These nutrients are vital for your dog's gut flora and can significantly affect digestion, promoting healthy bowel regulation and actively supporting your dog's digestive tract.
- Fasting and hydration
In some cases, fasting for a short period may be beneficial for a dog with an upset stomach. However, always consult your veterinarian before attempting this. To keep your dog hydrated without encouraging them to gulp down water all at once, offer them ice chips.
- Adjust your dog's diet
For dogs experiencing acid reflux, your vet might recommend a permanent diet change.
Opt for foods rich in fiber, healthy fats, and easy-to-digest proteins that support healthy stomach acid levels and won't aggravate your dog's acid reflux. Some tasty options include:
- Peeled or baked sweet potatoes
- Pumpkin puree
- Rice (cooked longer than usual)
- Fish and chicken
- Bone broth
Steer clear of foods that may exacerbate acid reflux, such as spicy or oily dishes, allergens like gluten, soy, and dairy, as well as preservatives and artificial colorings.
Whip up some dog-friendly meals with these paw-some recipes made for pups with sensitive stomachs:
- Keep an eye on your dog's weight
Rapid weight loss can be a sign that your dog isn't getting enough nutrients due to an upset stomach. Monitor their weight and consult your veterinarian if you notice any concerning changes.
- Create a peaceful environment
Stress can contribute to stomach problems in dogs, so make sure your pupper has a quiet, comfortable space to rest and relax when they're feeling under the weather.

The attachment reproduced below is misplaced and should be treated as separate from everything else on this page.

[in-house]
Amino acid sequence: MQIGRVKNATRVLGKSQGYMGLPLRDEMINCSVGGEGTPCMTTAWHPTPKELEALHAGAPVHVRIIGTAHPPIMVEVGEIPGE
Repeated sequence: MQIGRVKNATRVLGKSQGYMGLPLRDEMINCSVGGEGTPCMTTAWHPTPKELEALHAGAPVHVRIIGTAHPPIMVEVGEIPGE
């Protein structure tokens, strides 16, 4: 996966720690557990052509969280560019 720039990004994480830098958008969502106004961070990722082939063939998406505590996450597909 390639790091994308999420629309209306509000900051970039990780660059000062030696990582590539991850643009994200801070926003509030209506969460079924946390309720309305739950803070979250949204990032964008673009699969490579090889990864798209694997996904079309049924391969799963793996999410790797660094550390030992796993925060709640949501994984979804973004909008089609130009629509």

- Prevent scavenging
To keep your dog from getting into things they shouldn't eat, keep your trash secure and don't leave food unattended.
Keeping Your Dog's Tummy Happy and Healthy
As doting fur parents, we can't help but smile when we see our doggos happily devouring their favorite foods. However, overindulging or eating the wrong foods can wreak havoc on their health.
That's why we need to be mindful of their diet, monitor their habits, and always look for the best options suited to their needs, as well as take the time to consult with the vet regularly.
By knowing what to do and what to give our precious pups during digestive troubles, we can make sure they have the happiest tummies all day long!
What can I give my dog for an upset stomach and vomiting?
If your dog is suffering from an upset stomach and vomiting, try giving them a bland diet of boiled, skinless chicken and rice. Make sure to consult your vet before making any significant changes to your dog's diet, especially if the vomiting persists.
Are there any over-the-counter medications I can give my dog for an upset stomach?
While there are over-the-counter gastrointestinal medications like Imodium (loperamide) that can help with a dog's upset stomach, use these with caution.
It's always best to consult your veterinarian before giving your dog any medication. Your vet can provide proper guidance on the appropriate dosage and ensure the medication is safe for your dog's specific condition.
How long does it take for a dog's upset stomach to heal?
A dog's upset stomach can heal within a few hours to a couple of days, depending on the cause and treatment. If your dog's upset stomach doesn't improve or worsens, consult your veterinarian for further advice.
How can I prevent an upset stomach in my dog?
To prevent your dog from getting an upset stomach, maintain a consistent, well-balanced diet that is appropriate for their breed and lifestyle.
Avoid giving them table scraps or foods that can cause irritation. Regularly monitor their eating habits and consult your veterinarian if you notice any changes or concerns.